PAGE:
Could population decline trigger the most significant human rights battles in this century? This is why public awareness is so crucial. We must not assume these rights that were fought in the past will prevail in the future.

The implications of demographics go way beyond the economics. Demographic changes, and our responses to it, will also have significant social, cultural, environmental, technological, and political implications for present and future generations. We have historically lived in a world where the average population was young. This is about to reverse itself.

We’ve got Elon Musk calling this the biggest challenge facing humanity, we have Sarah Harper the Director of the Oxford Institute of Population Ageing saying this is cause for celebration and idea that you will need lots of people to drive your economy and defend your country is old fashioned thinking, then you have young people I work with who almost unanimously agree with Sarah as it will ease the pressure we put on the planet. And many many more people have no idea, still think overpopulation is the big challenge we face in the coming decades. Narratives around the population bomb that arose in the 60s still remain. Narratives and stories matter. Perhaps we need new ones.

I prefer how Dr Darrell Bricker puts it: “Its not a good thing, it’s not a bad thing, but it’s a big thing”. We need to better anticipate how the world will change, how we will change.

The People Power game is very simple. There are 3 decks of cards: Policy cards, tech cards, and culture cards. These decks are packed with signals of change in the present that could greatly shape the future. In policy, cash incentives for parents, making abortion illegal, printing more money, and even some wildcards where borders become meaningless as countries compete for migrants to fill the gaps in the workforce.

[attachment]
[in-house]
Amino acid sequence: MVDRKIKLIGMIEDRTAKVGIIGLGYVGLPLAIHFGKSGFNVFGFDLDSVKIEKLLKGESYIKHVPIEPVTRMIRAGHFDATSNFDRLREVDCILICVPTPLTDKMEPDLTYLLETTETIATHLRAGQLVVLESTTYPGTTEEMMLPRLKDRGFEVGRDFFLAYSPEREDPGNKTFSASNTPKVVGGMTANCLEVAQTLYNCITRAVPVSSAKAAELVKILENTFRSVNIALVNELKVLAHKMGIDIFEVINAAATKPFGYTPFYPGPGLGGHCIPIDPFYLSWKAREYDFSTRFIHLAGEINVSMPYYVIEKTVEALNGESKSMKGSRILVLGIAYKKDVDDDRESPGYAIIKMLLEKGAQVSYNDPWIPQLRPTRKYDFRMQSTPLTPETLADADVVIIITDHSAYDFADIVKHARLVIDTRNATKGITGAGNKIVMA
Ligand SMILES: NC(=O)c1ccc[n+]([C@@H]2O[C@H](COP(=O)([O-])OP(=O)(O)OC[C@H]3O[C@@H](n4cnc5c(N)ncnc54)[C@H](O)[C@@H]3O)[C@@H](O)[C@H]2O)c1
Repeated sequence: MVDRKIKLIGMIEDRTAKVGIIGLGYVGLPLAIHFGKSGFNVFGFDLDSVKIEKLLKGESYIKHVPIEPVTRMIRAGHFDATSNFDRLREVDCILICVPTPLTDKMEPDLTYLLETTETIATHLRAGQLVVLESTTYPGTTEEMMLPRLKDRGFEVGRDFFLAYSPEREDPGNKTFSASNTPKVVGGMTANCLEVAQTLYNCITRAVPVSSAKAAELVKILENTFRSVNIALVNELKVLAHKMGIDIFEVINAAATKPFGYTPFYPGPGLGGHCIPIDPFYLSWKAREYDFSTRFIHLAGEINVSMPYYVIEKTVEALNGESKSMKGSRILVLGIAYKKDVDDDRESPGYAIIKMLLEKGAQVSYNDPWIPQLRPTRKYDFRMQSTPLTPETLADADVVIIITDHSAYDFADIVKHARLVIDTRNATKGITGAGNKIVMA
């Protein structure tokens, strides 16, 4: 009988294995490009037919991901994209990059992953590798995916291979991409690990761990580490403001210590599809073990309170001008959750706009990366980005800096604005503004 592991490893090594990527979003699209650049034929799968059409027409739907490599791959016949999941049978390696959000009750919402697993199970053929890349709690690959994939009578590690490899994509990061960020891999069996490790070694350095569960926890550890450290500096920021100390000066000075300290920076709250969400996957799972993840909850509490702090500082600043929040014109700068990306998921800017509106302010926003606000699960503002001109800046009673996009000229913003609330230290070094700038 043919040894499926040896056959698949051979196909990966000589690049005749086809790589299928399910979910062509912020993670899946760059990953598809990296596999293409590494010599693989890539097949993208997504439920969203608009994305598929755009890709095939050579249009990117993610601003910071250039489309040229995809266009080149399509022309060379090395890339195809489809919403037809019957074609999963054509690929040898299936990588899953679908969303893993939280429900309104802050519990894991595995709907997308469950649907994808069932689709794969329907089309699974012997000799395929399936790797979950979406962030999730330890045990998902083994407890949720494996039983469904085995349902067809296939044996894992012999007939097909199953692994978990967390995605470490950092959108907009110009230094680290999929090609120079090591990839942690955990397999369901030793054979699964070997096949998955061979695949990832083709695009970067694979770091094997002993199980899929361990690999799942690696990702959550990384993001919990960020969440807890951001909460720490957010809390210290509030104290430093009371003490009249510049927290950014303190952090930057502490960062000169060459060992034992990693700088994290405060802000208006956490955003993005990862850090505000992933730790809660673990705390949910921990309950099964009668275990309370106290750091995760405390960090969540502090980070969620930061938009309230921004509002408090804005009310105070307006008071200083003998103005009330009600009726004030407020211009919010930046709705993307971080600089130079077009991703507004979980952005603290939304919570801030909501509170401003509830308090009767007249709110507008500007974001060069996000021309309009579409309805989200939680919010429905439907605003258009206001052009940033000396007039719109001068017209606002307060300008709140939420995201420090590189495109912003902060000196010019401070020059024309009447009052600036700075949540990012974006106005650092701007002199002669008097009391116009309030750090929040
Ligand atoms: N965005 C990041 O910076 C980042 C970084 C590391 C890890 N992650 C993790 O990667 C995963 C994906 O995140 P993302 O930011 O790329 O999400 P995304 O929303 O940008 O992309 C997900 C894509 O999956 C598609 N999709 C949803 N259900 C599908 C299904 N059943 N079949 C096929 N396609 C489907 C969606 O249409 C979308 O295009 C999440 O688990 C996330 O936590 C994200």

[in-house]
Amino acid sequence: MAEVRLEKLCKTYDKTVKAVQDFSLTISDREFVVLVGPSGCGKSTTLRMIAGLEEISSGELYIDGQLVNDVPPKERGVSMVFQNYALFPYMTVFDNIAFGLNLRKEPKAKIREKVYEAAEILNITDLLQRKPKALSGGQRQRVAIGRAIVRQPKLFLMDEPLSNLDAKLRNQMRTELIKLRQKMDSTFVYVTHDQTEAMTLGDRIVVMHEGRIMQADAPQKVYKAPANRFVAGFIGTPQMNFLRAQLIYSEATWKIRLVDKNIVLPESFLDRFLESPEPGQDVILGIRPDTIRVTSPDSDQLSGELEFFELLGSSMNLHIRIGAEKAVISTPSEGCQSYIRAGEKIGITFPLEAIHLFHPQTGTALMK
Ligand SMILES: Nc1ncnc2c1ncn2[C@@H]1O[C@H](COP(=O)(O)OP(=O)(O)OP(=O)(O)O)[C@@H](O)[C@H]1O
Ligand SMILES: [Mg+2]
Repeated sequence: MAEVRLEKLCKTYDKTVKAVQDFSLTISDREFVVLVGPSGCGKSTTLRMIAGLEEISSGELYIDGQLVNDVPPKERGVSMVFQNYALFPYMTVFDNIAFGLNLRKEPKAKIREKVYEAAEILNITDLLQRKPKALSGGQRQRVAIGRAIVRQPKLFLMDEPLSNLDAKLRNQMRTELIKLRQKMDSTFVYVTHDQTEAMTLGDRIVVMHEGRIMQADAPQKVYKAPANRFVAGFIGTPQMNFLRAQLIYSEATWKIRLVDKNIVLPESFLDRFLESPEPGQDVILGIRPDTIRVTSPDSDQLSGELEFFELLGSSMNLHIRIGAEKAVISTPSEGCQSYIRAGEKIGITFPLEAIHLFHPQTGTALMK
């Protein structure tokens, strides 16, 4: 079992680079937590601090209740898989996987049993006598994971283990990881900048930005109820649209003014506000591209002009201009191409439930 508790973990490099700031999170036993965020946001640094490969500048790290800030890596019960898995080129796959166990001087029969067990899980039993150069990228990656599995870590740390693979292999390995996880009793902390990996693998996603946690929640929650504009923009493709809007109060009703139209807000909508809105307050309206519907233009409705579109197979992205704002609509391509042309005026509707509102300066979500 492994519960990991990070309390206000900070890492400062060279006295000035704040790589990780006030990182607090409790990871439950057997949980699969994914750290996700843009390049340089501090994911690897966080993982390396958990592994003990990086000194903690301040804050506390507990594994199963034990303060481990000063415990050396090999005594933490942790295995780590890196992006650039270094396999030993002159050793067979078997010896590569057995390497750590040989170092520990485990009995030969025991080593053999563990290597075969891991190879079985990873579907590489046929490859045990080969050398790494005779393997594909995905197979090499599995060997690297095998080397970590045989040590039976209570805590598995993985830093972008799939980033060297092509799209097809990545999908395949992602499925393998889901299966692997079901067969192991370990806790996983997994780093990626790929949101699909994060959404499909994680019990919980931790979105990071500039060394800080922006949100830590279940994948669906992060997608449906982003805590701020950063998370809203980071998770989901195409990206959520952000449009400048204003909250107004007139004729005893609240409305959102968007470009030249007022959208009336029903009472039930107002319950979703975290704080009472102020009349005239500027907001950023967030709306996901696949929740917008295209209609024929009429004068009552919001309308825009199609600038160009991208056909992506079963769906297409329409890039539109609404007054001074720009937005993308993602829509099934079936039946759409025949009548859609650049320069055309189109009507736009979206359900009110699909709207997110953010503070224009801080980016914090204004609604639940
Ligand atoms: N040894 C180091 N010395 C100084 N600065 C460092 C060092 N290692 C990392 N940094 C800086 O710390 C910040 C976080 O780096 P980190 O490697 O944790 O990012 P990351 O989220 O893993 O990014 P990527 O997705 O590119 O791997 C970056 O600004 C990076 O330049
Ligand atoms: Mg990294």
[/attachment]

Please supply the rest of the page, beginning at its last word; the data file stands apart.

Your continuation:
In culture, rising intergenerational conflict, militant feminist uprising, elderly wisdom and experience becoming respected and valued, and the most fertile celebrated as heroes (yes. in Thailand where I live some influencers get funding from the government to promote large families.)

In technology, billions of dollars are being invested today in longevity tech, gene editing, robotics, artificial intelligence. How will these technologies change the game?

You get into groups, you learn about demographics, and then you draw cards. the more cards you draw, the more points you win, and you have 15 minutes to create a news story, a scenario if you will, of the future combining these cards. Points are awarded for plausibility, creativity, presentation, and you get extra points for drawing a wild card.

Once a winner emerges, it's time to analyse, to dialogue. How likely do you think this future is? The degree to which its desirable as a future, come up with 5 things we can do as a group to steer towards it. The degree to which is undesirable, what 5 things can be done to avoid it. If you have the time, we use the causal layered analysis game board to analyse these emerging issues at the level of systems, of worldviews, and myth, enabling us to transform at multiple levels of reality to create longer lasting change.

Fundamentally we create a safe space to bring the generations together. Time and time again, young people reveal that they feel the future has been stolen by older generations. But I reflect on the words of a member of our intergenerational fairness hub: “We need to remember and recognize that many of the oldest generations in the world also lack power or autonomy or the ability to speak into situations. older generations can often be just as stigmatised and excluded as the younger.”

Understanding and addressing declining and ageing populations isn't just a job for the experts or policy wonks. We've all got a stake in this. We must learn to bring the generations together to help shape the futures we all want, and maybe with tools like People Power, we can do just that, and pull from our collective intelligence and our collective imaginations.